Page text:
Thoughts on the Prison Epistles
Reflections: Philippians 1:1-2:8
Paul supports his letter of thanks with a selflessness that permeates every chapter. His initial thankfulness is built on a selfless disposition, which flows into prayer that speaks of the benefits he desires for his readers. He then references his prison experience, not in bitterness over the conditions or the injustice of the situation, but gratitude for the advance of the Gospel through his shackles.
His incarceration may be born out of what others were saying about him, yet he selflessly focuses upon the benefit of the Gospel spreading no matter the motive. He recognizes his potential martyrdom, but if given the choice he would gladly decline heaven for the profit of his beloved audience.
The example of Christ
By the time we get to chapter two, the table is already set for the foremost example of selflessness in the Lord Jesus. Paul skillfully points out three requisite attitudes, all of which are the very perspectives of our Savior.
- He is not seeking his own ambition or conceit
- He is esteeming others as more valuable than himself
- He is on the hunt for the needs of others rather than his own.
What is amazing is that I am the focus of all three attitudes: He is not selfish or conceited with me, he counts me as more valuable than himself, and he has and does actively scout out my needs in order to meet them. It is fitting then, that the contrast is made between the “form of God” vs. the “form of a slave,” rather than “form of man.”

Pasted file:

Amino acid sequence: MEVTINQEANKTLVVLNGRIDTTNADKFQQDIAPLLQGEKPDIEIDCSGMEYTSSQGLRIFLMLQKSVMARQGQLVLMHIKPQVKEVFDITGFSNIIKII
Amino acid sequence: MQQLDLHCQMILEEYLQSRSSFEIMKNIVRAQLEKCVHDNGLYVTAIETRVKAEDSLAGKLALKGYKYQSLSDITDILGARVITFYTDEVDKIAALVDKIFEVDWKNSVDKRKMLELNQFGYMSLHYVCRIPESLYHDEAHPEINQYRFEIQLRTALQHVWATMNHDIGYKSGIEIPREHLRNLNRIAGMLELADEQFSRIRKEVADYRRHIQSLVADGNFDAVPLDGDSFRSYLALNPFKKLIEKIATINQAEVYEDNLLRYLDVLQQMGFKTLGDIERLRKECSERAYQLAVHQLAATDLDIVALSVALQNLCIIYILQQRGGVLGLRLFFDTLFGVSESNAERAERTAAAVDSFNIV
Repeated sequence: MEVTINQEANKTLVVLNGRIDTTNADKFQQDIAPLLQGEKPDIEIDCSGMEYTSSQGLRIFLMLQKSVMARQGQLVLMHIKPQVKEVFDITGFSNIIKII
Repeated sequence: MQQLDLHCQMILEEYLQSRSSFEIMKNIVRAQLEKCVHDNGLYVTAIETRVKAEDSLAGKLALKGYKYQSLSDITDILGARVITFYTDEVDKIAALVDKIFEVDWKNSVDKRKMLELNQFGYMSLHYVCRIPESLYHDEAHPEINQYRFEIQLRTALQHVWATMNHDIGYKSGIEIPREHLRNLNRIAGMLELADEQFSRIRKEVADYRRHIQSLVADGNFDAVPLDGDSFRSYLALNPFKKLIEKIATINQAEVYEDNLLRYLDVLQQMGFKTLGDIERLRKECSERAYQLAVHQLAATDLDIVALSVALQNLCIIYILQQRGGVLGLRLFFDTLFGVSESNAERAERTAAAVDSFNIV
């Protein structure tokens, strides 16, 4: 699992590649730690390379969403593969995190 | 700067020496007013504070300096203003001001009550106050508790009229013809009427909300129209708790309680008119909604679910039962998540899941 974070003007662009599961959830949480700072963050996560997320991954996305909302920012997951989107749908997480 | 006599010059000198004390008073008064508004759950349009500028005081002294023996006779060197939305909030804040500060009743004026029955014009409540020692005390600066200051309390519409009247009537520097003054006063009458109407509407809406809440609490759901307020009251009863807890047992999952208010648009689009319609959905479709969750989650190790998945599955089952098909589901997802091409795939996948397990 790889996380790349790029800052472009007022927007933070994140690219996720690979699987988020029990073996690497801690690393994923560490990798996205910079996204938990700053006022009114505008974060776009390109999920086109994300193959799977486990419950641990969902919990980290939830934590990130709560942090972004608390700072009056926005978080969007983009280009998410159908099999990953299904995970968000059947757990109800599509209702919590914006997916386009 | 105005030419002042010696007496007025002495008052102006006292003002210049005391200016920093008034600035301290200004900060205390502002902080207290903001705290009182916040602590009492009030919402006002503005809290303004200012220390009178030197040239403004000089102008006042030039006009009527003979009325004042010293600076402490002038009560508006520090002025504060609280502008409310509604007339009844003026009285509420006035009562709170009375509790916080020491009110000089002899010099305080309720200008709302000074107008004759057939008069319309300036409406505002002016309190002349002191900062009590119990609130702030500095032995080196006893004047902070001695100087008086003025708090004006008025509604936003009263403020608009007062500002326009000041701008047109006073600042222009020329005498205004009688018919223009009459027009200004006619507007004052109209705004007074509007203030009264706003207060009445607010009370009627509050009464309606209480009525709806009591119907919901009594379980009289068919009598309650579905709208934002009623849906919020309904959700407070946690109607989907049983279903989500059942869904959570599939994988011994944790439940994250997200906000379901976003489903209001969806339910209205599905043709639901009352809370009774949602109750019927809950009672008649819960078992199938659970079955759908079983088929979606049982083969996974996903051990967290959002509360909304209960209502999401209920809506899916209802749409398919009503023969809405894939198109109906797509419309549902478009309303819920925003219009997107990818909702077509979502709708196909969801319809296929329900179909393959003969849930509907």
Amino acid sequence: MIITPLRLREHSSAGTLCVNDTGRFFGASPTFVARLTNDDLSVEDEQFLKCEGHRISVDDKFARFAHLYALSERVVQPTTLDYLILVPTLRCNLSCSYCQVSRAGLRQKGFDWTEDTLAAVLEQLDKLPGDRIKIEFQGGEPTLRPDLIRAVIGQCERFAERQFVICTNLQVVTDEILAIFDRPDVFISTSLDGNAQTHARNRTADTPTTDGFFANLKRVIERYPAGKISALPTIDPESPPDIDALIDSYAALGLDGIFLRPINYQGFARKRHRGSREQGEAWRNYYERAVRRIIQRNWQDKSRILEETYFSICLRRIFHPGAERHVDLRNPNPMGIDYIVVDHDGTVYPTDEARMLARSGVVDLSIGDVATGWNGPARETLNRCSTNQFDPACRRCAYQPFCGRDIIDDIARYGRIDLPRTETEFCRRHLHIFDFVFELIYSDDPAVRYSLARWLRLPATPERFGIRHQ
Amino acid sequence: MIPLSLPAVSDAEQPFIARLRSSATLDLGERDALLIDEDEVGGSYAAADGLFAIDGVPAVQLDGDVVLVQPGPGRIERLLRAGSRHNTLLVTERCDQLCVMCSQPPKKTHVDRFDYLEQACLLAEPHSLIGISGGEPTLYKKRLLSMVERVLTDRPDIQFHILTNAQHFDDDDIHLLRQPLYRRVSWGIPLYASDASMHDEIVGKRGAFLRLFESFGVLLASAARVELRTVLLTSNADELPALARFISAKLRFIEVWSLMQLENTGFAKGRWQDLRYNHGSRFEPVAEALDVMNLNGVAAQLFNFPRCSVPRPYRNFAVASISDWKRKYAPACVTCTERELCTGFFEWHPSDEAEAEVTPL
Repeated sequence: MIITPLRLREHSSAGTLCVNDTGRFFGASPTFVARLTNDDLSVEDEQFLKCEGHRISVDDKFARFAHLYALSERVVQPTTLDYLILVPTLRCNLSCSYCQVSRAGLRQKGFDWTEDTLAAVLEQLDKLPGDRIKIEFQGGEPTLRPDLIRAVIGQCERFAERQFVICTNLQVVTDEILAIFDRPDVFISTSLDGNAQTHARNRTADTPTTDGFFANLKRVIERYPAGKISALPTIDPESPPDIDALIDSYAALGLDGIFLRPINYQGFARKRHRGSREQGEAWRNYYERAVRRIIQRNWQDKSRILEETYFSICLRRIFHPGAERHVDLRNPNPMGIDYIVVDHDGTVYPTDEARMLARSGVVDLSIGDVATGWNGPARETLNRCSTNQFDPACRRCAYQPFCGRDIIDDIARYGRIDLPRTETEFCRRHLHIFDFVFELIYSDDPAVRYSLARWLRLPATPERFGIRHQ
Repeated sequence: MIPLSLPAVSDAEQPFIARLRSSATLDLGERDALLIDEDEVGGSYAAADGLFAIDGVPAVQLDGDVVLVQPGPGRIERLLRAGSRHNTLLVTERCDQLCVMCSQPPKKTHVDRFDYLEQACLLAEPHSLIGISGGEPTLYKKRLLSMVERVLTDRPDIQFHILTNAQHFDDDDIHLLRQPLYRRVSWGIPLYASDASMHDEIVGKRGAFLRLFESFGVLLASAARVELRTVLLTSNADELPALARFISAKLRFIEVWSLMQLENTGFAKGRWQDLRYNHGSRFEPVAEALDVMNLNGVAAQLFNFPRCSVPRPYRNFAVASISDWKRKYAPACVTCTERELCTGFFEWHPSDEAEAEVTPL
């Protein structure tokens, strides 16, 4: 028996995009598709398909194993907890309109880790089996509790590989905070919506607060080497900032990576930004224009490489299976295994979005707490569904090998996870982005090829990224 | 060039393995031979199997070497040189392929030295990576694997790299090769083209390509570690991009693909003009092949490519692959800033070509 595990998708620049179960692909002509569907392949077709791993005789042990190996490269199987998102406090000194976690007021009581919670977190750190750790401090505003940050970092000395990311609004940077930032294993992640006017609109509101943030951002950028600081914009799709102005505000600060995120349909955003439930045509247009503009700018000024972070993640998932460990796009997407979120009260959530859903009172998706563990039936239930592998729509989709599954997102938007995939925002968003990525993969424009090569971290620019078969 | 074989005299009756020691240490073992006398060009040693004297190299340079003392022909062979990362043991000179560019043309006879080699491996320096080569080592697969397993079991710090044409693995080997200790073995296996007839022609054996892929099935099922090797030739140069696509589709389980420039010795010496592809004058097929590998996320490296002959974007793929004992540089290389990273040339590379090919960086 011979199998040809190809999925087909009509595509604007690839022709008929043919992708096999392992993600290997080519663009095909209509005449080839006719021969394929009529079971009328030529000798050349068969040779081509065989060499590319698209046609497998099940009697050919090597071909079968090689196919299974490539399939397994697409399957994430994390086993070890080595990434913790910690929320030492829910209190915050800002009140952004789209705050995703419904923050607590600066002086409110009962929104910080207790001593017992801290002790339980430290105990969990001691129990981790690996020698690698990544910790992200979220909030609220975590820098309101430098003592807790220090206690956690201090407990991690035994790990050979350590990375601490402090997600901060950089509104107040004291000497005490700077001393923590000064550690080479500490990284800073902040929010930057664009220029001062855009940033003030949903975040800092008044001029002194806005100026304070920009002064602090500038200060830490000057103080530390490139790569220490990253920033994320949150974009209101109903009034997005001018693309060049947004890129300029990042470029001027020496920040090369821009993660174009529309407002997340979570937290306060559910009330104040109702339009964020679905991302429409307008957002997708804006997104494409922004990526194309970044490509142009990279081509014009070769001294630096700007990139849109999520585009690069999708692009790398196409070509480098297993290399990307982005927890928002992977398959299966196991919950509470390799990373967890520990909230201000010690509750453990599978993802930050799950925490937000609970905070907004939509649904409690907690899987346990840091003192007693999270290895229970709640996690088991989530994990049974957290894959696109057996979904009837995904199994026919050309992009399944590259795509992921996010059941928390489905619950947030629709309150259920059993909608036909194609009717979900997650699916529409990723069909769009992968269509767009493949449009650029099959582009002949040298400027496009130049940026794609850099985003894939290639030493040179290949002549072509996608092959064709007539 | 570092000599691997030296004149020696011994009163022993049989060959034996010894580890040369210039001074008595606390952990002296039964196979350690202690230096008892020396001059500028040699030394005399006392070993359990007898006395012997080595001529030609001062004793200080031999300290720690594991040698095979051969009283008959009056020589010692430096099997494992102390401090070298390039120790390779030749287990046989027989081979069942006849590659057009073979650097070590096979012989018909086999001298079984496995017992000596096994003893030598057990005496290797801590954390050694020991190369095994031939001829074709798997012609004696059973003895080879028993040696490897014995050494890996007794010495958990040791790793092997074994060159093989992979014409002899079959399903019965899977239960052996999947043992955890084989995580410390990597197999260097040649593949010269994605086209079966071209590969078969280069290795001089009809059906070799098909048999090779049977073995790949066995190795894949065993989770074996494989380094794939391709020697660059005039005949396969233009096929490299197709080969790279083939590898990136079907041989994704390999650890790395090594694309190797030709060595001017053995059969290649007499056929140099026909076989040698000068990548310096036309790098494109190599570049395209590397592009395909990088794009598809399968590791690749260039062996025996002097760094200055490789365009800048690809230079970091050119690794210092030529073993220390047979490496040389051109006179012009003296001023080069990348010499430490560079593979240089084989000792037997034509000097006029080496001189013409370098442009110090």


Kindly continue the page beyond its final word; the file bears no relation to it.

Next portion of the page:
The Spirit is pointing out the attitudes of a slave that Christ has adopted as his own and then puts me (and his father) as the object of service. Since when do I think like that? I am more interested in furthering my interests and not esteeming other parties as more valuable than I. I hate to admit it, but this is my very problem in my own marriage and parenting. Oh, may You save me from myself once again…I beg of You!
Reflections: Galatians 5:16-26
“Walk in the Spirit and you WILL NOT fulfill the desires of the flesh.” This sentence has always evaded me. It bespeaks of mutually exclusive activities. You do one thing (i.e. walk in the Spirit) and almost by default you will not do the other thing (i.e. not fulfill the desires of the flesh). Complex strategies are contrived that basically amount to “How not to lose”, however, the sporting world will tell you that excessive resources allocated to “how not to lose” usually ends up in just that, a loss.
Yet, I develop elaborate schemes of prayer cycles when I am tempted so as to “chase the temptation away.” Bible memory and recitation during the heat of the tempter’s attack is carefully outlined and hopefully followed. Accountability checkpoints are creatively employed such as my weekly brother or sister coffees or software that alerts a trusted friend of my internet activity. I am not at all saying those are useless and unnecessary. These measures go a long way in making “no provision for the flesh” (Rm. 13:14).
However, I fail to see how these defensive tactics engage the relatively offensive battle plan of walking in the Spirit. Indeed, the key resides in the idea of walking: Not a rushing, not a sprint, not a hurry nor fear of deadline or failure. Walking implies that ease of motion that two people share in the cool of a hot summer Sunday evening (cf. Gen. 3:8).
I wonder how much of my failure hinges upon disproportionate effort for defensive maneuvers? It is by calmly, cautiously, but comfortably walking with the Spirit that the lusts of the flesh have no attraction or fulfillment. Lord, do I have the cart and the horse in the right order?
Reflections: Ephesians 4:11-16
Perhaps the most influential portion of Ephesians to me was not only the broad roadmap of God’s plan for his glory and humanity, but also the extrapolation of the macroscopic blueprint down to the microscopic level of church life, family life, job life, and marital life. What initially captured my attention was the application of his schematic-like plan in church function.